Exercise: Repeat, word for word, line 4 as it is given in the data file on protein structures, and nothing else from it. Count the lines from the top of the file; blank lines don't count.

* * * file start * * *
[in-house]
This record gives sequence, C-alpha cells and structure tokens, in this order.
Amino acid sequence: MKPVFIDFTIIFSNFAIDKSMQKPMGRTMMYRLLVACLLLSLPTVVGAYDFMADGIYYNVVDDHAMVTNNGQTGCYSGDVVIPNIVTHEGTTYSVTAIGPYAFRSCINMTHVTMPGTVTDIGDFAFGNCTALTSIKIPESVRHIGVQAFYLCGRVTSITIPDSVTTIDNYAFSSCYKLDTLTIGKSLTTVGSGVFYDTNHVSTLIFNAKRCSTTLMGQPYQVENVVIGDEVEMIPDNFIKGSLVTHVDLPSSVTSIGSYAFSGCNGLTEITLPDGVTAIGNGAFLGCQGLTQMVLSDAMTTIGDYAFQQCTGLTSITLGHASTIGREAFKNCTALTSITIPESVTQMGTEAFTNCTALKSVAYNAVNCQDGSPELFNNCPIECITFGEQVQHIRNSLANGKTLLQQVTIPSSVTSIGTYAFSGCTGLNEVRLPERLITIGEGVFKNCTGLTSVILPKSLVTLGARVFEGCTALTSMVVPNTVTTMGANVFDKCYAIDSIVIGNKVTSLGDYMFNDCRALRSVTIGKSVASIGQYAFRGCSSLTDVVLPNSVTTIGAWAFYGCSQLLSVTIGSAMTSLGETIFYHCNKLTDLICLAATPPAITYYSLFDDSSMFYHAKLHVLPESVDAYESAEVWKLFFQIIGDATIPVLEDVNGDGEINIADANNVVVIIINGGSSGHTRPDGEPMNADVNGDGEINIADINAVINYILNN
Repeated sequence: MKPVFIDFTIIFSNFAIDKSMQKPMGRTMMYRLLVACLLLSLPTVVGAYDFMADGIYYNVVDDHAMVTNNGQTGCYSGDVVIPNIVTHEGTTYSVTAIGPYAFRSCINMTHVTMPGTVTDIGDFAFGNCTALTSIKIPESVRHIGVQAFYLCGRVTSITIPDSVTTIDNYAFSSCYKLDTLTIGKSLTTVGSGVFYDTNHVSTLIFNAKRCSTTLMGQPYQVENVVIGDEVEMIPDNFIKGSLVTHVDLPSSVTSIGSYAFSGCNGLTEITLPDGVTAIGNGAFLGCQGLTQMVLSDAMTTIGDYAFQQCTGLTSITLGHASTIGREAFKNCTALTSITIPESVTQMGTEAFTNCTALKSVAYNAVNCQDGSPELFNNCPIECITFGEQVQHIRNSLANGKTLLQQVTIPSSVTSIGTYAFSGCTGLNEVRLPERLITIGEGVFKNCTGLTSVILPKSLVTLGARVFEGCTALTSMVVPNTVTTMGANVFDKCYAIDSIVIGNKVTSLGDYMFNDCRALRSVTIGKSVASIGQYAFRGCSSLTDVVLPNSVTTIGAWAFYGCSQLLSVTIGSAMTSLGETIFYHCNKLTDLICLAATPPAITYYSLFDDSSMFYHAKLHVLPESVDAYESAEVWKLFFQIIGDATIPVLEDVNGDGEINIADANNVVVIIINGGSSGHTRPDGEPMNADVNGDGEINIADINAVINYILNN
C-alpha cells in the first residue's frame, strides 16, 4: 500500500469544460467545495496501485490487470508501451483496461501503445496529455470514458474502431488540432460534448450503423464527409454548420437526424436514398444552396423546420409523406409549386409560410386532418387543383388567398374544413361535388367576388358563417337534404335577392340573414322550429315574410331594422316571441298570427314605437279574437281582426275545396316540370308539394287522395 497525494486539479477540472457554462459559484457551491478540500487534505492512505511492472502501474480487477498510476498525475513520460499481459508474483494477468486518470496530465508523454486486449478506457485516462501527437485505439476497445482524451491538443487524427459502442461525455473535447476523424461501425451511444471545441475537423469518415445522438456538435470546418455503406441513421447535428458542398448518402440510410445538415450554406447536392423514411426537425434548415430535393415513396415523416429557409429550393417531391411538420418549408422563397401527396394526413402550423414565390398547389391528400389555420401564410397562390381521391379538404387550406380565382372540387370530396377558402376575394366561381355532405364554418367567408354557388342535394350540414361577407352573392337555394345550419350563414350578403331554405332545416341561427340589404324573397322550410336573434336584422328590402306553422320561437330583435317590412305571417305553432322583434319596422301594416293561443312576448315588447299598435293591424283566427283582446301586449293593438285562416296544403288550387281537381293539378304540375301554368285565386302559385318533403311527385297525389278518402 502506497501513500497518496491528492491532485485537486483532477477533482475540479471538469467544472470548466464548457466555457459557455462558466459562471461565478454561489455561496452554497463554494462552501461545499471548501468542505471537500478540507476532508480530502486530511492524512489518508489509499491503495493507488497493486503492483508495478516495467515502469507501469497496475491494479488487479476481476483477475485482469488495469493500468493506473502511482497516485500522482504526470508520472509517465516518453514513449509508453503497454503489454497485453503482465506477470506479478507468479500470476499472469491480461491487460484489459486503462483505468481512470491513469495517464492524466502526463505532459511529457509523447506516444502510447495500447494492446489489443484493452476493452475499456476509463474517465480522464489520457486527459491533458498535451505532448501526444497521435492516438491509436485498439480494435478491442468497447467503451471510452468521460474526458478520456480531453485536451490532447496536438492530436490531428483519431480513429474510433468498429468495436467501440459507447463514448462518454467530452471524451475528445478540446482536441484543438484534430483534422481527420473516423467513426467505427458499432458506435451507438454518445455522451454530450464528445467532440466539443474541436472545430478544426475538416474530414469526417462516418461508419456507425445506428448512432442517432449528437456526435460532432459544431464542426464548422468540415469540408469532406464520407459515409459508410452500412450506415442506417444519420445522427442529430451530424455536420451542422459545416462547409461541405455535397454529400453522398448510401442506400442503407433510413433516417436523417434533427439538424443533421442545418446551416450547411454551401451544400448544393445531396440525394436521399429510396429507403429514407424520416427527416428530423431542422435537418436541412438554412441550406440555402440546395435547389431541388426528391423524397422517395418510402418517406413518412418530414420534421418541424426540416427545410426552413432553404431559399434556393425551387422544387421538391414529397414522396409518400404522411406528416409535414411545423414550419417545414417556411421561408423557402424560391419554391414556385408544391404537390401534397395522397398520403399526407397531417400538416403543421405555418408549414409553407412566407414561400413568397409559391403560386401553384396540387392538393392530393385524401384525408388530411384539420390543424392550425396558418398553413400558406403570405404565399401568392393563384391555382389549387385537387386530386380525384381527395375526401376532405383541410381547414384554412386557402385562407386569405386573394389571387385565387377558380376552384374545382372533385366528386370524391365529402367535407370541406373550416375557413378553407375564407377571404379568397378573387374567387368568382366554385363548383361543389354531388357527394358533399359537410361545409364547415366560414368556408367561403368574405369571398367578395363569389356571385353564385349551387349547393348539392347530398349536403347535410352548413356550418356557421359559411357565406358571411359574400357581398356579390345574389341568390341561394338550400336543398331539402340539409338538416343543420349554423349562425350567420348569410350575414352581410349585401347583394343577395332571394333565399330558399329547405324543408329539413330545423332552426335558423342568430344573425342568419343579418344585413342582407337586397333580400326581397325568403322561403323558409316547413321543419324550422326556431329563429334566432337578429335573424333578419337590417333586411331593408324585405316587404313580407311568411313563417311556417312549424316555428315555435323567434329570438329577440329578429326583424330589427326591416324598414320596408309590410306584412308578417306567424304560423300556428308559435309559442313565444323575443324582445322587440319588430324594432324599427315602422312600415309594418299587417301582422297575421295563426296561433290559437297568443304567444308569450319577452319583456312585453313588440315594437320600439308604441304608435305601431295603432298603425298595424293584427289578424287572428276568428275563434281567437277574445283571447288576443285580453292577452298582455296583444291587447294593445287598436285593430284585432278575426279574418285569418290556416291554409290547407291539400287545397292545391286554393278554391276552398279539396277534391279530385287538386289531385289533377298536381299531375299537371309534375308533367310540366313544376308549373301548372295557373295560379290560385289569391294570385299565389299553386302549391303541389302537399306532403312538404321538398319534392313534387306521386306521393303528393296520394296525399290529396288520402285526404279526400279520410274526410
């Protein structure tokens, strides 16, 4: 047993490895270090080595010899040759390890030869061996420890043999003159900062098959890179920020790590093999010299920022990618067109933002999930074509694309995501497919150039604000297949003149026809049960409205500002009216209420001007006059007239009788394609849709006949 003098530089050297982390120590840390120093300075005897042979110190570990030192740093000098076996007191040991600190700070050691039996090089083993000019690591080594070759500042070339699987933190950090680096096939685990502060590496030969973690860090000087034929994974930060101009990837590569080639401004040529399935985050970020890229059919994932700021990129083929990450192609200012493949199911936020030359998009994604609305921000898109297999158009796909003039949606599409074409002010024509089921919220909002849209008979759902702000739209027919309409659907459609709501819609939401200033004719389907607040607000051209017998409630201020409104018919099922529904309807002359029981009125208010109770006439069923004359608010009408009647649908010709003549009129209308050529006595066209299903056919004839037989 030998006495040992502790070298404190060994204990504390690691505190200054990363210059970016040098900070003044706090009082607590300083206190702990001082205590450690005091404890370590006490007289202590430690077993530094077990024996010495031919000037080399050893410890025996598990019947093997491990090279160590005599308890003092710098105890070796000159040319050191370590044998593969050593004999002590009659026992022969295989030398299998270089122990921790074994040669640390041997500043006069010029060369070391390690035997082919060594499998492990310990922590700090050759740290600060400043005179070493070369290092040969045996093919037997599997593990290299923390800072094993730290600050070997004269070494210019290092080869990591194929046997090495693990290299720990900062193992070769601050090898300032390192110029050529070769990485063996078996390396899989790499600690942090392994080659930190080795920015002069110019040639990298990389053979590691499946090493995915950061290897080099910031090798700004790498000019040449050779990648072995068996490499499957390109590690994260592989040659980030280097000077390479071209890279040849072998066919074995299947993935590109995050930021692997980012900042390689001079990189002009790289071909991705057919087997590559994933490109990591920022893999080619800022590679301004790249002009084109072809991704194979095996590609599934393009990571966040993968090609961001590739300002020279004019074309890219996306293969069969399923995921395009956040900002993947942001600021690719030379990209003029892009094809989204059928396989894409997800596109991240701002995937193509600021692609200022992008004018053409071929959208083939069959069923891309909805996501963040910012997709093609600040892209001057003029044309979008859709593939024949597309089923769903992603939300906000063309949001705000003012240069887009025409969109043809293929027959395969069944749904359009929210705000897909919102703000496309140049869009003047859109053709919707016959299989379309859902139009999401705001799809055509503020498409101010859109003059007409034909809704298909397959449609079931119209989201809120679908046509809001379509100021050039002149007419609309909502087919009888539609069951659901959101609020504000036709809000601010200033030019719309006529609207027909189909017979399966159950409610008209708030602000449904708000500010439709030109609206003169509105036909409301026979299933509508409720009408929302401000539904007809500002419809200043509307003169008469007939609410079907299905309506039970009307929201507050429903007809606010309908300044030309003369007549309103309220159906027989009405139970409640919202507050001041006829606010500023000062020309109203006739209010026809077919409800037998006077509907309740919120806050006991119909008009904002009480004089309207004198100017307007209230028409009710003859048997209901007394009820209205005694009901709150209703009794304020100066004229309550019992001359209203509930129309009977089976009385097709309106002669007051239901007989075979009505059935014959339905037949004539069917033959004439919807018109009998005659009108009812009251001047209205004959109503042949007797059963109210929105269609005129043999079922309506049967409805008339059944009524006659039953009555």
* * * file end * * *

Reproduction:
Repeated sequence: MKPVFIDFTIIFSNFAIDKSMQKPMGRTMMYRLLVACLLLSLPTVVGAYDFMADGIYYNVVDDHAMVTNNGQTGCYSGDVVIPNIVTHEGTTYSVTAIGPYAFRSCINMTHVTMPGTVTDIGDFAFGNCTALTSIKIPESVRHIGVQAFYLCGRVTSITIPDSVTTIDNYAFSSCYKLDTLTIGKSLTTVGSGVFYDTNHVSTLIFNAKRCSTTLMGQPYQVENVVIGDEVEMIPDNFIKGSLVTHVDLPSSVTSIGSYAFSGCNGLTEITLPDGVTAIGNGAFLGCQGLTQMVLSDAMTTIGDYAFQQCTGLTSITLGHASTIGREAFKNCTALTSITIPESVTQMGTEAFTNCTALKSVAYNAVNCQDGSPELFNNCPIECITFGEQVQHIRNSLANGKTLLQQVTIPSSVTSIGTYAFSGCTGLNEVRLPERLITIGEGVFKNCTGLTSVILPKSLVTLGARVFEGCTALTSMVVPNTVTTMGANVFDKCYAIDSIVIGNKVTSLGDYMFNDCRALRSVTIGKSVASIGQYAFRGCSSLTDVVLPNSVTTIGAWAFYGCSQLLSVTIGSAMTSLGETIFYHCNKLTDLICLAATPPAITYYSLFDDSSMFYHAKLHVLPESVDAYESAEVWKLFFQIIGDATIPVLEDVNGDGEINIADANNVVVIIINGGSSGHTRPDGEPMNADVNGDGEINIADINAVINYILNN